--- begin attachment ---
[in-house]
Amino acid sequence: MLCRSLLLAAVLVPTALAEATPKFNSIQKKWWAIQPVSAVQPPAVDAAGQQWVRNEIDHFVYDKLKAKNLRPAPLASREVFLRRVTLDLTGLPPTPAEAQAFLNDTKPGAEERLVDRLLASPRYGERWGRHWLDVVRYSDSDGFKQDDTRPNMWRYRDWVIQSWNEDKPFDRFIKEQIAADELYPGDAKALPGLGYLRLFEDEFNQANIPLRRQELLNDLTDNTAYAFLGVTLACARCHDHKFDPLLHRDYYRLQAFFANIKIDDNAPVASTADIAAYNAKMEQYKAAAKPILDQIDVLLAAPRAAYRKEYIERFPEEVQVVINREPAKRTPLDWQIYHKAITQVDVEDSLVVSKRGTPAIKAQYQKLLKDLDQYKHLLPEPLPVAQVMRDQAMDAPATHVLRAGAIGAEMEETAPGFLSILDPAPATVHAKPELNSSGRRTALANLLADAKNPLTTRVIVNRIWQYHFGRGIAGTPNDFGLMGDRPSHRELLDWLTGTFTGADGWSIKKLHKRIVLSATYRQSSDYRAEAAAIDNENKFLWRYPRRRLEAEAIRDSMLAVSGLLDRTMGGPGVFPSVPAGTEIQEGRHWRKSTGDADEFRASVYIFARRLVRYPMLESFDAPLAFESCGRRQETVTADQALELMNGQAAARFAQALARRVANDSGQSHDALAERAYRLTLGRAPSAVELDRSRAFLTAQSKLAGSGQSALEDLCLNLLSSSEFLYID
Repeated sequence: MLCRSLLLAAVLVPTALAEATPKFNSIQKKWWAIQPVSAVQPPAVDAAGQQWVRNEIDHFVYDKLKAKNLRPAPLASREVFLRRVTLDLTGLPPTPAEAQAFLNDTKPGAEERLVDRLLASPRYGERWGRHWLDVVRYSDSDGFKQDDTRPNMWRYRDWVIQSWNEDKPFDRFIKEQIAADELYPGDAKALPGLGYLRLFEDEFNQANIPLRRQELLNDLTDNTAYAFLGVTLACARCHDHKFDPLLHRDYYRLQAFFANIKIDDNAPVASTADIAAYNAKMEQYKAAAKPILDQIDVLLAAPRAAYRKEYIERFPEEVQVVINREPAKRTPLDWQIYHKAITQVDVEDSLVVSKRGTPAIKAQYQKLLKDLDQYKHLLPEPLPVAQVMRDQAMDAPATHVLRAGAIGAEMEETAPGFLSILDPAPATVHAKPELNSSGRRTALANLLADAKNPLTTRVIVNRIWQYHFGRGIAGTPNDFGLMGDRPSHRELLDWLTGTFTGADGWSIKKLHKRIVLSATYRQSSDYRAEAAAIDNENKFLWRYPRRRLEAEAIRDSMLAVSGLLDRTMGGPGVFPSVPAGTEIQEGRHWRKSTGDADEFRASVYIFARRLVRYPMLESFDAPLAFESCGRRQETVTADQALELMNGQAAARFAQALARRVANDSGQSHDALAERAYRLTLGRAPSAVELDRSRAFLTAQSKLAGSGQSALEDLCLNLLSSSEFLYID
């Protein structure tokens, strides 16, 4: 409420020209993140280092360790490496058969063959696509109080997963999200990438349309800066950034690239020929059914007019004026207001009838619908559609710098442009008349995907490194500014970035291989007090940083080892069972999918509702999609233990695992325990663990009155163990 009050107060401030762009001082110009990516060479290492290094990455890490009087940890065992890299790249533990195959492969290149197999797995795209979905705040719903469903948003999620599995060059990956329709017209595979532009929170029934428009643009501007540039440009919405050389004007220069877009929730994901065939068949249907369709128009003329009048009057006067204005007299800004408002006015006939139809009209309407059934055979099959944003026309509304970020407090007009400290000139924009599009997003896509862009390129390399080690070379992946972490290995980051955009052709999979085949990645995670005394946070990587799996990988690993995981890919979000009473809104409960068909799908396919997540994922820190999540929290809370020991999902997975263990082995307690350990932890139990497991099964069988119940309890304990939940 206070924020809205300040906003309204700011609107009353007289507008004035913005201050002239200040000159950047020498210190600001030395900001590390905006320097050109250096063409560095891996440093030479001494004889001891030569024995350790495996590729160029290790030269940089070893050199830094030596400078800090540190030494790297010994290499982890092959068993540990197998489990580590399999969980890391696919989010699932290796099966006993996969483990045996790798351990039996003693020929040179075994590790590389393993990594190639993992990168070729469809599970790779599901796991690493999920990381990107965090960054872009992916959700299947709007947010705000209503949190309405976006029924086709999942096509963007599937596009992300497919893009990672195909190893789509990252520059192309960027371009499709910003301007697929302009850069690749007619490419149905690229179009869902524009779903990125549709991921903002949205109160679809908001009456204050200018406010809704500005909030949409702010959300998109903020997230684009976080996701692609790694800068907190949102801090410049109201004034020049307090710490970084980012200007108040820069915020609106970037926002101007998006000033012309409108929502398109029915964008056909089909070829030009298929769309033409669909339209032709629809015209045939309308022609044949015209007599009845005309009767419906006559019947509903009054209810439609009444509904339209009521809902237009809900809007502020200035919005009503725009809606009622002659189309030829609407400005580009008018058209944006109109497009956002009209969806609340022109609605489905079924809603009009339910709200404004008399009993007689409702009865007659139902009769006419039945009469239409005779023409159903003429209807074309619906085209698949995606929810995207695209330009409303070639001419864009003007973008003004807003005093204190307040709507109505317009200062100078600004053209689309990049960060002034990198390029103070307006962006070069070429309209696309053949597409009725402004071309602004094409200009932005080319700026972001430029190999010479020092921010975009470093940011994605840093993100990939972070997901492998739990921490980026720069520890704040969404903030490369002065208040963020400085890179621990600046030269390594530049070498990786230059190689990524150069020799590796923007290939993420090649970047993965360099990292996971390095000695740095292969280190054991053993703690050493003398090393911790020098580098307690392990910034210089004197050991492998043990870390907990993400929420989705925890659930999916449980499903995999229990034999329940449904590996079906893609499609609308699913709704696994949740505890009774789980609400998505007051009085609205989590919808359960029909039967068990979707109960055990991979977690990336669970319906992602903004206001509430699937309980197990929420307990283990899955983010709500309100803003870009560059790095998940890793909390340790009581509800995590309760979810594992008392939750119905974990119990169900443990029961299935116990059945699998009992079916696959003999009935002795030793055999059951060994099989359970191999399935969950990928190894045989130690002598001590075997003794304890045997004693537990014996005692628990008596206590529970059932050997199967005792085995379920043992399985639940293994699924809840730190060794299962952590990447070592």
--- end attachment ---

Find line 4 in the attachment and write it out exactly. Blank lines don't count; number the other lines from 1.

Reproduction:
């Protein structure tokens, strides 16, 4: 409420020209993140280092360790490496058969063959696509109080997963999200990438349309800066950034690239020929059914007019004026207001009838619908559609710098442009008349995907490194500014970035291989007090940083080892069972999918509702999609233990695992325990663990009155163990 009050107060401030762009001082110009990516060479290492290094990455890490009087940890065992890299790249533990195959492969290149197999797995795209979905705040719903469903948003999620599995060059990956329709017209595979532009929170029934428009643009501007540039440009919405050389004007220069877009929730994901065939068949249907369709128009003329009048009057006067204005007299800004408002006015006939139809009209309407059934055979099959944003026309509304970020407090007009400290000139924009599009997003896509862009390129390399080690070379992946972490290995980051955009052709999979085949990645995670005394946070990587799996990988690993995981890919979000009473809104409960068909799908396919997540994922820190999540929290809370020991999902997975263990082995307690350990932890139990497991099964069988119940309890304990939940 206070924020809205300040906003309204700011609107009353007289507008004035913005201050002239200040000159950047020498210190600001030395900001590390905006320097050109250096063409560095891996440093030479001494004889001891030569024995350790495996590729160029290790030269940089070893050199830094030596400078800090540190030494790297010994290499982890092959068993540990197998489990580590399999969980890391696919989010699932290796099966006993996969483990045996790798351990039996003693020929040179075994590790590389393993990594190639993992990168070729469809599970790779599901796991690493999920990381990107965090960054872009992916959700299947709007947010705000209503949190309405976006029924086709999942096509963007599937596009992300497919893009990672195909190893789509990252520059192309960027371009499709910003301007697929302009850069690749007619490419149905690229179009869902524009779903990125549709991921903002949205109160679809908001009456204050200018406010809704500005909030949409702010959300998109903020997230684009976080996701692609790694800068907190949102801090410049109201004034020049307090710490970084980012200007108040820069915020609106970037926002101007998006000033012309409108929502398109029915964008056909089909070829030009298929769309033409669909339209032709629809015209045939309308022609044949015209007599009845005309009767419906006559019947509903009054209810439609009444509904339209009521809902237009809900809007502020200035919005009503725009809606009622002659189309030829609407400005580009008018058209944006109109497009956002009209969806609340022109609605489905079924809603009009339910709200404004008399009993007689409702009865007659139902009769006419039945009469239409005779023409159903003429209807074309619906085209698949995606929810995207695209330009409303070639001419864009003007973008003004807003005093204190307040709507109505317009200062100078600004053209689309990049960060002034990198390029103070307006962006070069070429309209696309053949597409009725402004071309602004094409200009932005080319700026972001430029190999010479020092921010975009470093940011994605840093993100990939972070997901492998739990921490980026720069520890704040969404903030490369002065208040963020400085890179621990600046030269390594530049070498990786230059190689990524150069020799590796923007290939993420090649970047993965360099990292996971390095000695740095292969280190054991053993703690050493003398090393911790020098580098307690392990910034210089004197050991492998043990870390907990993400929420989705925890659930999916449980499903995999229990034999329940449904590996079906893609499609609308699913709704696994949740505890009774789980609400998505007051009085609205989590919808359960029909039967068990979707109960055990991979977690990336669970319906992602903004206001509430699937309980197990929420307990283990899955983010709500309100803003870009560059790095998940890793909390340790009581509800995590309760979810594992008392939750119905974990119990169900443990029961299935116990059945699998009992079916696959003999009935002795030793055999059951060994099989359970191999399935969950990928190894045989130690002598001590075997003794304890045997004693537990014996005692628990008596206590529970059932050997199967005792085995379920043992399985639940293994699924809840730190060794299962952590990447070592």